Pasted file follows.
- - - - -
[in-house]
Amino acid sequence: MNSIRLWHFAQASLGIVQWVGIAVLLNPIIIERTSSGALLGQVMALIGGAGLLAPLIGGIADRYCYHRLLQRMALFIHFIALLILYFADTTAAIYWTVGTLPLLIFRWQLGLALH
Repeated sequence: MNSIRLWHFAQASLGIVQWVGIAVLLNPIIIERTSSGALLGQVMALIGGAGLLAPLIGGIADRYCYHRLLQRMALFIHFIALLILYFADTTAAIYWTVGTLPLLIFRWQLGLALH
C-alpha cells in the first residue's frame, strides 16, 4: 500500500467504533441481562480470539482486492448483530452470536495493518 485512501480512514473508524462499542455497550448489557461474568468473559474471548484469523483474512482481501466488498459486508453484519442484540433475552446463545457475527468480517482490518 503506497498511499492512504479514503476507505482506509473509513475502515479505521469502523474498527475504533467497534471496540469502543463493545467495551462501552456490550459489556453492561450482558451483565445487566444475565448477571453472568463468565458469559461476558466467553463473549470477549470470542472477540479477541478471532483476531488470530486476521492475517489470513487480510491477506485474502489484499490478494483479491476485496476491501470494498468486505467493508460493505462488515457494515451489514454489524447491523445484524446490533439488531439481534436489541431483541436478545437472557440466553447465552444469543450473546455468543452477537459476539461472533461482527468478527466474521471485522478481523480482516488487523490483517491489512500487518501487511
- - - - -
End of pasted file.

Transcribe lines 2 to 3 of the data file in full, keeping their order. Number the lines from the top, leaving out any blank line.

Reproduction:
Amino acid sequence: MNSIRLWHFAQASLGIVQWVGIAVLLNPIIIERTSSGALLGQVMALIGGAGLLAPLIGGIADRYCYHRLLQRMALFIHFIALLILYFADTTAAIYWTVGTLPLLIFRWQLGLALH
Repeated sequence: MNSIRLWHFAQASLGIVQWVGIAVLLNPIIIERTSSGALLGQVMALIGGAGLLAPLIGGIADRYCYHRLLQRMALFIHFIALLILYFADTTAAIYWTVGTLPLLIFRWQLGLALH